‘Two Acres and a Cow’ Article Summary

The article ‘Two Acres and a Cow: ‘Peasant’ Farming for the Indians of the Northwest, 1889-97’ written by Sarah Carter is a well-documented account of public colonial policy during the title years in the area of modern Saskatchewan. Back then the province did not exist so it was the Northwest Territories.

The main issues that Carter highlights extensively are regulatory practices which hampered, regressed and discriminated against those of indigenous peoples of the area who were beginning to practice farming. During this time indigenous farmers commonly came together in groups deemed the ‘tribal’ system (also called communist at the time on page 30) which directly competed with newly settled white pioneers from the east.

Reserves under certain bands, part of the ‘tribal’ system, maintained large cultivation fields which also enhanced the indigenous production into the new grain markets springing up around the territory. Competition for the newly arrived white farmers which, under normal standards, were held under an ‘individualistic’ ideal of the independent and self-sufficient homesteader model which the colonial commissioner has so vehemently championed.

As a way to curtail the pooling of resources by the bands in the territory, Hayter Reed, the commissioner in question, forwarded anti-indigenous agriculture policy in the form of the titled ‘Peasant Farming Policy’. The other aims in the area was to bring ‘civilization’ to the perceived local ‘barbarians’ as seen on page 34. As Carter describes on the same page, “The Indians were perceived to be many stages removed from the nineteenth-century civilization, and while they could take the next step forward, they could not miss the steps in between.”

Such racist and very often discrimination of indigenous peoples at the time by both the colonial government and local settlers is what lead, in part, to large-scale land sales by reserves to the government because of the hostile policies enacted upon them. As the policy suggests, a classical sense of peasant would be self-sufficient and maintain a relatively small amount of land to use for their own sustenance with little to no machinery. In many ways ‘Two Acres and a Cow.’ As such, machinery once used widely as a collective by indigenous peoples was off-limits with additional labour requirements coming from the reserves.

Widespread complaints by the indigenous people was common and Reed knew very well of their growing concerns by completely ignoring their claims even by his own staff which oversaw the indigenous farming practice. At the time indigenous farming was regulated in the field by agents and instructors of the state which helped the bands to farm. Reed labeled his staff as on page 45, “… they [staff] were inclined to be too lenient with the Indians” later saying that, “Indians and their overseers prefer to take the method easiest for themselves…” which goes to show the mindset of the commissioner towards those of indigenous descent.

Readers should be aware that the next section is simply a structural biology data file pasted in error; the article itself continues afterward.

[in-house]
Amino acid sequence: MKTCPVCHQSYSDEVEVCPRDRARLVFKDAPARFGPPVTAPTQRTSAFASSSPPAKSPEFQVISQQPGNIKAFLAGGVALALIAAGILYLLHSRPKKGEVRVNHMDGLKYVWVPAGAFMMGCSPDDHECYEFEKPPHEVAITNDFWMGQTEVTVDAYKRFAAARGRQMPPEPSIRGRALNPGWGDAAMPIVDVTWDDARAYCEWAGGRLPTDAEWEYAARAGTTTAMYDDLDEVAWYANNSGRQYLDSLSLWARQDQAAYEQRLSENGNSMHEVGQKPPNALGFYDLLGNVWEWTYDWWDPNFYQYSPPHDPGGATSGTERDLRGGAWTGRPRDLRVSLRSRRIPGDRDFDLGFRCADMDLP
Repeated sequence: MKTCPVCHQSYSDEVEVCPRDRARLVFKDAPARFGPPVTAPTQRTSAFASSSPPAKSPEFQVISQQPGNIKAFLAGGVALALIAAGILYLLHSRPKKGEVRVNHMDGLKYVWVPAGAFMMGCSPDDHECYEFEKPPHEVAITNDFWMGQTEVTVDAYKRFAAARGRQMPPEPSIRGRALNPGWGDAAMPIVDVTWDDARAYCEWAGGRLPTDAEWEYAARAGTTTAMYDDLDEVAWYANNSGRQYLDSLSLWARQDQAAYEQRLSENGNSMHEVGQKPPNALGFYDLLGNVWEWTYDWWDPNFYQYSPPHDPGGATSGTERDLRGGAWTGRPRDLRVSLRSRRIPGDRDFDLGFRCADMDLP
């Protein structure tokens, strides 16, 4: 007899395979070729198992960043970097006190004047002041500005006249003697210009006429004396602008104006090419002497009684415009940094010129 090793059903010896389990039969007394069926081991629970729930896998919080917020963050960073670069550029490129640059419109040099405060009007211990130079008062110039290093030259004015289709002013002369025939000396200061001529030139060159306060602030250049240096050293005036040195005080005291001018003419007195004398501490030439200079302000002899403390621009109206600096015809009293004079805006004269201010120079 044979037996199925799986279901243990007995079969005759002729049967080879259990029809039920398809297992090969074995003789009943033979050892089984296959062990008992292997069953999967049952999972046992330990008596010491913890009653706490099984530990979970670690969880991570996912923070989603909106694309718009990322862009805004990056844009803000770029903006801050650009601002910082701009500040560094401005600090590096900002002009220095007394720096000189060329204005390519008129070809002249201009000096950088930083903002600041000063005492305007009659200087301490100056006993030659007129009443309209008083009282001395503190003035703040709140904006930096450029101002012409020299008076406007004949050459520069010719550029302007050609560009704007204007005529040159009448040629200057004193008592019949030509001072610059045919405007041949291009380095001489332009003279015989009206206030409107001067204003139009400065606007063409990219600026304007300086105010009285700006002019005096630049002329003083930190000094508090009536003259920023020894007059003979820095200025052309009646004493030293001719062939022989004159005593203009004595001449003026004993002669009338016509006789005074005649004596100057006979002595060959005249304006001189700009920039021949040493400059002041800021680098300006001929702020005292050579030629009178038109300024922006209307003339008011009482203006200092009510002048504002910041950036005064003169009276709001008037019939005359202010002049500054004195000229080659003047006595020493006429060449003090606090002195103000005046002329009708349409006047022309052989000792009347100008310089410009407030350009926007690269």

As previously stated, with such grossly hampering conditions imposed to the indigenous farmers crops routinely failed due to poor weather conditions in those decades on top of the overly burdensome laws. Too much land with only the use of hand tools to collect the crops meant that not enough time was available at harvest. This ultimately means that crops overgrew and were lost if not collected on-time. Indigenous farmers felt like the system was totally against them and that is because it very much was has Carter explains in the article. The objective underlying all the ‘independent’ and ‘sufficient’ talk about the indigenous folks was government attempt to break up the farming bands discussed previously.

Carter states that John A. MacDonald loved the idea of severalty (individual) farmers as it was a means of acquiring surplus land from the reserves which would help initiate widespread settlement of the west. These kinds of policies and discrimination actively regressed the indigenous farming initiatives in the late 19th century. Indigenous people were effectively uprooted in any attempt to be efficient farmers in ways with many previous farmers opting out and quitting the profession altogether. In essence, MacDonald and Reed got what they wanted with independent homesteaders of the white variety with much surplus land from those areas surrounding reserves. Carter highlights that early indigenous efforts to farm were very successful but with obscuring laws these efforts were crushed. This article perfectly summarizes Canada’s institutional racism and systemic discrimination toward indigenous people in the hopes, I would imagine, to bring awareness to those issues of the past so that they can be avoided in the present and future.

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